The unmatched guitar lines by Michael and Jeff set the stage for Alissa to kick some serious ass with her deep roaring in Handshake with Hell, an absolute banger spearheaded by the classic, pounding drums by Daniel, and they waste no time and keep decimating our senses with their undisputed Melodic Death Metal in Deceiver, Deceiver, where Sharlee and Daniel craft a boisterous kitchen perfect for Alissa’s screams, resulting in a true circle pit machine. In the Eye of the Storm is more melodic and somber than its predecessors with Michael and Jeff cutting your skin deep with their riffs and solos in a more contemporary version of Arch Enemy. Then it’s time for a fulminating creation entitled The Watcher, where Alissa sounds fantastic throughout the entire song growling and screaming deeply like there’s no tomorrow, not to mention the heavy artillery brought forward by Daniel; whereas Poisoned Arrow is the least exciting of all tracks, an introspective creation by Arch Enemy showcasing their usual melodic lines but that lacks the same power from the rest of the album.
Sharlee’s metallic bass ignites the infernal, epic Sunset over the Empire, with Alissa being absolutely demonic on vocals accompanied by her unstoppable bandmates, while House of Mirrors, one of the first singles to come out, sounds in line with their most recent albums, with Michael and Jeff once again elevating the song’s kick with their pulverizing riffs and solos. Dedicated to the memory of LG Petrov from Death Metal institution Entombed, who passed away in 2021 after battling an incurable form of bile duct cancer, Spreading Black Wings is a lot darker than its predecessors, with Daniel dictating the song’s somber pace in great fashion, flowing into the interlude Mourning Star, soothing our souls before the band comes ripping once again in One Last Time, a vicious composition that will inspire you to slam into the pit to the venomous roars by Alissa while Sharlee and Daniel bring thunder and groove to the overall result. Lastly, a sinister intro evolves into a marching tune entitled Exiled from Earth, putting an obscure and climatic ending to the album to the sharp riffage by Michael and Jeff. Moreover, if I were you I would go for the boxset or artbook edition of the album, as they offer us as bonus tracks their electrifying renditions for Fight’s undisputed hit Into the Pit (check the original version HERE), and Picture’s Diamond Dreamer (check the original version HERE).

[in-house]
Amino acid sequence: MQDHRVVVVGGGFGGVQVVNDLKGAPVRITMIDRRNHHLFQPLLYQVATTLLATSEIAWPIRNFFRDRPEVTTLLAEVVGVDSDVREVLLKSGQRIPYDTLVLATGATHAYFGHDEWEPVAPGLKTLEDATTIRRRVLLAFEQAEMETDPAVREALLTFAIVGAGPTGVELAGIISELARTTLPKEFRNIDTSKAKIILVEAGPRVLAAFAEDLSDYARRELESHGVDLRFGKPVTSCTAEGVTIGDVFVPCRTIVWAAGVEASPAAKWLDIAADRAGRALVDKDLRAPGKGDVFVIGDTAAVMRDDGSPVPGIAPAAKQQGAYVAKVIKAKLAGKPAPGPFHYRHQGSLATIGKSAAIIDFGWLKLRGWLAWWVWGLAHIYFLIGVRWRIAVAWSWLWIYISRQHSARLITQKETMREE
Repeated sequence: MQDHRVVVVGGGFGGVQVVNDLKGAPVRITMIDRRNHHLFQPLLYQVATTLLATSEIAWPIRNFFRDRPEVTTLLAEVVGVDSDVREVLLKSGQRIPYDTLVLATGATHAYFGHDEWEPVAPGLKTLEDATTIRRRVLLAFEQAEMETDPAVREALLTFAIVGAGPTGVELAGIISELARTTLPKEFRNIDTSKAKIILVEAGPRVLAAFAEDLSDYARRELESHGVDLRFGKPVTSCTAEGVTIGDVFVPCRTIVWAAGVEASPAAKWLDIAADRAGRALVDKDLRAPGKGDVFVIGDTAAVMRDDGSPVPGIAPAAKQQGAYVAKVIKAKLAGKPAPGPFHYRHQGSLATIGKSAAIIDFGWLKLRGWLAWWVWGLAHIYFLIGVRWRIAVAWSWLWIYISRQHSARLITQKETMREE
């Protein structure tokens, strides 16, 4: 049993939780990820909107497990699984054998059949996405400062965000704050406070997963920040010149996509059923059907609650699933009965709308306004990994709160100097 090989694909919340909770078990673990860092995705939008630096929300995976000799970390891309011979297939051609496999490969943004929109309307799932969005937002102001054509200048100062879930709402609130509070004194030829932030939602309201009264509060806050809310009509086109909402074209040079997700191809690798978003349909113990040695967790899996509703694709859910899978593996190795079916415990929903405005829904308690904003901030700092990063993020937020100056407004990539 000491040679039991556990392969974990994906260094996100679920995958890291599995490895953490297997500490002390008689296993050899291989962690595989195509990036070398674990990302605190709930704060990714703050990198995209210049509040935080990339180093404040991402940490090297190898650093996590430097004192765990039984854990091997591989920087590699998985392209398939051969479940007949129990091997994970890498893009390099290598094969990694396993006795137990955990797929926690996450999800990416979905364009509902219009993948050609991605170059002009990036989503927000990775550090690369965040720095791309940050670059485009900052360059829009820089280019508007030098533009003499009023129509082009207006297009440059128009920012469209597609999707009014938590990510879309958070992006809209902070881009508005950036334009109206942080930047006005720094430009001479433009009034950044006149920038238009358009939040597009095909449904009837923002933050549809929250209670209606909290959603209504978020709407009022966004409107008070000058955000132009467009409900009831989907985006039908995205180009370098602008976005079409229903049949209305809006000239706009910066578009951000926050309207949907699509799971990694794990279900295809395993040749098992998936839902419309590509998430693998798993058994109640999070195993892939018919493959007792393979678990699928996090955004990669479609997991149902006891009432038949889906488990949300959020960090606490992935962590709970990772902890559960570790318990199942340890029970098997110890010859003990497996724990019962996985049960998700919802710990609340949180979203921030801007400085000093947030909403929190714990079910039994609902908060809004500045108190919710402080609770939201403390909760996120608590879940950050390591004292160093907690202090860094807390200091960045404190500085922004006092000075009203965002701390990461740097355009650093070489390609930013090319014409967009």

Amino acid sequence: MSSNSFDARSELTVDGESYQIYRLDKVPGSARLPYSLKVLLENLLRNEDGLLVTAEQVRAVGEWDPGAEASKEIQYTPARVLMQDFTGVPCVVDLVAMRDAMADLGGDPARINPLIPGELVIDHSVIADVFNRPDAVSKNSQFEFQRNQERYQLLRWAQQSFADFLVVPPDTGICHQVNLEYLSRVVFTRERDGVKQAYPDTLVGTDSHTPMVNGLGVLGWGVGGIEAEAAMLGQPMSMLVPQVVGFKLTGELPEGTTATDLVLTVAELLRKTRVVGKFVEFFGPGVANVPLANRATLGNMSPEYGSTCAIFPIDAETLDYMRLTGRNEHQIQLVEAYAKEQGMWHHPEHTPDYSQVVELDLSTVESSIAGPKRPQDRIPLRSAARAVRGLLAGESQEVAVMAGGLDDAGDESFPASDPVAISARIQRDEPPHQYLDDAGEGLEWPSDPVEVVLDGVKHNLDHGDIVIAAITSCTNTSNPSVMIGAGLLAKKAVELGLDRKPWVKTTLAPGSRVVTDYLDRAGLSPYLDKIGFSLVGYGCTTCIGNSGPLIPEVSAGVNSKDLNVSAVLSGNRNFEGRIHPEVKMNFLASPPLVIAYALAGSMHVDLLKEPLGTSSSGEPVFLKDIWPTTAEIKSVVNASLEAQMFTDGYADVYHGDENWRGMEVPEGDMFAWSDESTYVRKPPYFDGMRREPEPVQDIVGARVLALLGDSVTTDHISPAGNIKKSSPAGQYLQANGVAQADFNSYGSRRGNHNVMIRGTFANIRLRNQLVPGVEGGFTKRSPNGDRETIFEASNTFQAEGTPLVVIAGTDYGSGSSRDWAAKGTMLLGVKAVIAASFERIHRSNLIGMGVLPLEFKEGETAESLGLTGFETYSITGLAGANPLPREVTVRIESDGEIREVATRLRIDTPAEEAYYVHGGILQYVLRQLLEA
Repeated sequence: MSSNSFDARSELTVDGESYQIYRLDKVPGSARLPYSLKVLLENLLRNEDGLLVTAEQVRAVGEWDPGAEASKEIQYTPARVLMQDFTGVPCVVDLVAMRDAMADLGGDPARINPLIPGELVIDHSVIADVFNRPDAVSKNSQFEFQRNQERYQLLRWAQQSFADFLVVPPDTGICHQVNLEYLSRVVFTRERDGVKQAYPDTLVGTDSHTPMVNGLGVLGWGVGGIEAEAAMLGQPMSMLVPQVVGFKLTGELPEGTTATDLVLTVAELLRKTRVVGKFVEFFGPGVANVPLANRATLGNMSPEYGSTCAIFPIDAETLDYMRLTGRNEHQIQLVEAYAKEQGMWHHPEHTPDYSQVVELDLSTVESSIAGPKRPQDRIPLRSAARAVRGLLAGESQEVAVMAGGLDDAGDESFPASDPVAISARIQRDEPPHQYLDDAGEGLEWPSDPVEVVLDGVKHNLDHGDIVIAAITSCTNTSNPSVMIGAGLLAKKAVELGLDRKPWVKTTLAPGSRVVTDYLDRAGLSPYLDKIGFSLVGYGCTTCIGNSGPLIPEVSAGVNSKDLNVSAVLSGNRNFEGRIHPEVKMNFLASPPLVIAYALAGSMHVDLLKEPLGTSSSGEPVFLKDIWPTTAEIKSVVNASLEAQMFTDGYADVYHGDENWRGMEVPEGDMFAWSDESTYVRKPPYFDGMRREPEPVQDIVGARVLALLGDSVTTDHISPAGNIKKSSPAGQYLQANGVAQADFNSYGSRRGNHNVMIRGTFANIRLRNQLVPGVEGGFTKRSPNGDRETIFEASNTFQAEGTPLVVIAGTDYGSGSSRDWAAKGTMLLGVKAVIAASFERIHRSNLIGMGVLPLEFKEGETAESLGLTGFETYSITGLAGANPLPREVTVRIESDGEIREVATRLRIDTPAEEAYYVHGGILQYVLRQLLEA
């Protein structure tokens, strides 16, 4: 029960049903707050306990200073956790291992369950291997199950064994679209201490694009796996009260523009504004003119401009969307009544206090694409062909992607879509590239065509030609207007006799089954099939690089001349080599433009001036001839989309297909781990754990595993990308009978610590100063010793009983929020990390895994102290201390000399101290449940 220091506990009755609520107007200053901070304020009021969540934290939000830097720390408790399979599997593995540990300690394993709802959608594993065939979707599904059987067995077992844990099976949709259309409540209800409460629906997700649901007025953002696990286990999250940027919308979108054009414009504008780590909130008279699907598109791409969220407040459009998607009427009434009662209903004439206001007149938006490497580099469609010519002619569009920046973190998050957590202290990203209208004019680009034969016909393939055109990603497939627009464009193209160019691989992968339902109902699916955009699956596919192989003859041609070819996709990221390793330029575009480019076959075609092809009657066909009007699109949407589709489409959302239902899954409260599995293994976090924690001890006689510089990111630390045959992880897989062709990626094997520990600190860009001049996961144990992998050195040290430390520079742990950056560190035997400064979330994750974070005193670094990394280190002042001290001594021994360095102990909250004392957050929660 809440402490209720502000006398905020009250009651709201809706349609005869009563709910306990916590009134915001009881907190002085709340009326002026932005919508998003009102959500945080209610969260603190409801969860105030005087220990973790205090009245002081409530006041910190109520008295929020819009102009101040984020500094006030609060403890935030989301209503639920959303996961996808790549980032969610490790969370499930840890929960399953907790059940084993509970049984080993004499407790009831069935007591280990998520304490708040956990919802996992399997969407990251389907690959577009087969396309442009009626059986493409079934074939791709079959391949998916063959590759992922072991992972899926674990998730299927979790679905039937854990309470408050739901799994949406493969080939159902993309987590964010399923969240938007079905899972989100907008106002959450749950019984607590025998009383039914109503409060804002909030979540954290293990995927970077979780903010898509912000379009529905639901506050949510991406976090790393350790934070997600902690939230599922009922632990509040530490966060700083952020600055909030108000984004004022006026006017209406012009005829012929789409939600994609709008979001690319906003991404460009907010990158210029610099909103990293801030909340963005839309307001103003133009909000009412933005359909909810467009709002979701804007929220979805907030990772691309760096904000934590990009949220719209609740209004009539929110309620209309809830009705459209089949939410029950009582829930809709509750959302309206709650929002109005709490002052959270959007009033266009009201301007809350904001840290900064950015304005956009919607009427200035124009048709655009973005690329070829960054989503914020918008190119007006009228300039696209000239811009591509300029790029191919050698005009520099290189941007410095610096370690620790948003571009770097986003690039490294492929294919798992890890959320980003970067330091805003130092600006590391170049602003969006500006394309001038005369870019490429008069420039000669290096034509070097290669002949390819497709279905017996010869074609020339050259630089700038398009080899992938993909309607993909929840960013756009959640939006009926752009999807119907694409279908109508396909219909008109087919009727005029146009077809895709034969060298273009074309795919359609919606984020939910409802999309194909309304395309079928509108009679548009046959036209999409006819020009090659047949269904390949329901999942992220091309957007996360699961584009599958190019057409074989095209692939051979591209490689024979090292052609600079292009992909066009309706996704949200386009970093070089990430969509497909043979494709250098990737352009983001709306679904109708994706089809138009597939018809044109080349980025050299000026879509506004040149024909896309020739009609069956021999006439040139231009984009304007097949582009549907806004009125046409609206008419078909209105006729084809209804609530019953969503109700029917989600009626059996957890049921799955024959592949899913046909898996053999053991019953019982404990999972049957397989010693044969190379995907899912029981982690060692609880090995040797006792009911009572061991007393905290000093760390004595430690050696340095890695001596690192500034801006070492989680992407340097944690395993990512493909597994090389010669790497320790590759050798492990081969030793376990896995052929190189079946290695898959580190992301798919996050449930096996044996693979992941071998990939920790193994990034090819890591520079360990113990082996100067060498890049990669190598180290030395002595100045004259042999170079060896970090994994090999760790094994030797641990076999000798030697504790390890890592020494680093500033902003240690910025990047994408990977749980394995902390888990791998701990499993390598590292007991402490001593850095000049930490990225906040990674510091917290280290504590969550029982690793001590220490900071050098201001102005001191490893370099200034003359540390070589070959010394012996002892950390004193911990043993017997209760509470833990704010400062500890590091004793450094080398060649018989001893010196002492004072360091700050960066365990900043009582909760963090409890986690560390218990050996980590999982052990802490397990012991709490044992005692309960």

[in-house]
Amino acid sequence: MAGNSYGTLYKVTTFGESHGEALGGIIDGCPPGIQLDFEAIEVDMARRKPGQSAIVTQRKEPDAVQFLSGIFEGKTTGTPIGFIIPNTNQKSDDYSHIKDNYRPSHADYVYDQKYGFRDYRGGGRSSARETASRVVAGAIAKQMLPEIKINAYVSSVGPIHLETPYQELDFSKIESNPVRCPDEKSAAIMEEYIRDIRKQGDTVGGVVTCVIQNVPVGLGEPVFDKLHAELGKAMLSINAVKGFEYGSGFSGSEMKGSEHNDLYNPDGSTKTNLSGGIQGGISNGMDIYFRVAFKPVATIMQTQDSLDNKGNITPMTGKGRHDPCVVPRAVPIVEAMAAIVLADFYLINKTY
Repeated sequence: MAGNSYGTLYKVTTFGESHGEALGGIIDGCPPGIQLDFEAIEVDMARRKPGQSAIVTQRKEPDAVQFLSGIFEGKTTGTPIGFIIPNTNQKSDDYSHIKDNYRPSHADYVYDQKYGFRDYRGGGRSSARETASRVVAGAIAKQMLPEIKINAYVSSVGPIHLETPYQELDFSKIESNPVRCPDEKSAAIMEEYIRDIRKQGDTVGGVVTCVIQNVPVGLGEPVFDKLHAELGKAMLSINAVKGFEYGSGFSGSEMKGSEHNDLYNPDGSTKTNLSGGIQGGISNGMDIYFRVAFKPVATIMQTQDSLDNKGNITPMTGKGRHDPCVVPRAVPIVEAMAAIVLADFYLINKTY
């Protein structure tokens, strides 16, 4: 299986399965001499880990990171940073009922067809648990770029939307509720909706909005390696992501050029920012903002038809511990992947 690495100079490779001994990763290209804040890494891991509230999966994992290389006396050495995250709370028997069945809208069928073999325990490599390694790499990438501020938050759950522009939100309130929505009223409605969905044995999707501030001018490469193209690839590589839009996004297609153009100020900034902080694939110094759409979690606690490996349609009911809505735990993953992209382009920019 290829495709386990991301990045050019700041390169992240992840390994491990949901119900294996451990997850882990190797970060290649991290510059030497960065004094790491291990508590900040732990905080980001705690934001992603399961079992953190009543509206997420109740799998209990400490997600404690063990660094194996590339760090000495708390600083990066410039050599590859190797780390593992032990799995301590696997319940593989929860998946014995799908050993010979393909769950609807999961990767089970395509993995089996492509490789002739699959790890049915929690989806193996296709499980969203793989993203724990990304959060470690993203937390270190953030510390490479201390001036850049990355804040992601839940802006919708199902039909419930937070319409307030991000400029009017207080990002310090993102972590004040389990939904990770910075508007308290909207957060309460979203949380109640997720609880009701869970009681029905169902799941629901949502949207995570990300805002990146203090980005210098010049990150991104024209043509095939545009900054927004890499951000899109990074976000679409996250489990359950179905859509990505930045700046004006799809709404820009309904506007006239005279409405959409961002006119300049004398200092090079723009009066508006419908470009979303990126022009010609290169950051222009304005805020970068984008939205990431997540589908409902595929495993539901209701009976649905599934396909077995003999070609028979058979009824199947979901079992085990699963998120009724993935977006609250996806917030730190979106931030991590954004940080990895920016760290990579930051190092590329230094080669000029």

As already mentioned, Alissa sounds a lot more in sync with the music by Arch Enemy in Deceivers, in special her clean vocals which now make a positive difference whenever they’re inserted in one of the songs from the album, strengthening the legacy of the band even more in the current metal scene. Having said that, you should definitely go after your favorite version of the album by clicking HERE, and also by streaming it in full on Spotify, and don’t forget to follow the band on Facebook, on Instagram and on YouTube for news, tour dates and more of their awesome music. Now it’s just a matter of enjoying Deceivers by listening to it as many times as you want, by getting ready for their thrilling live concerts, by raising your horns to the first-class Melodic Death Metal played by one of the most important names in the more recent history of heavy music.
Best moments of the album:Handshake with Hell, Deceiver, Deceiver, The Watcher and Sunset over the Empire.
Worst moments of the album:Poisoned Arrow.
Released in 2022 Century Media
Track listing 1. Handshake with Hell 5:38
2. Deceiver, Deceiver 3:51
3. In the Eye of the Storm 4:09
4. The Watcher 4:58
5. Poisoned Arrow 3:51
6. Sunset over the Empire 4:03
7. House of Mirrors 3:40
8. Spreading Black Wings 4:46
9. Mourning Star 1:36
10. One Last Time 3:49
11. Exiled from Earth 4:44
Boxset/Artbook bonus tracks 12. Into the Pit (Fight cover) 3:52
13. Diamond Dreamer (Picture cover) 3:53
Alissa White-Gluz – vocals
Michael Amott – lead guitars, backing vocals
Jeff Loomis – lead guitars, backing vocals
Sharlee D’Angelo – bass
Daniel Erlandsson – drums
Guest musicians Jacob Hansen – vocals on “Sunset over the Empire”
Raphael Liebermann – cello on “Poisoned Arrow”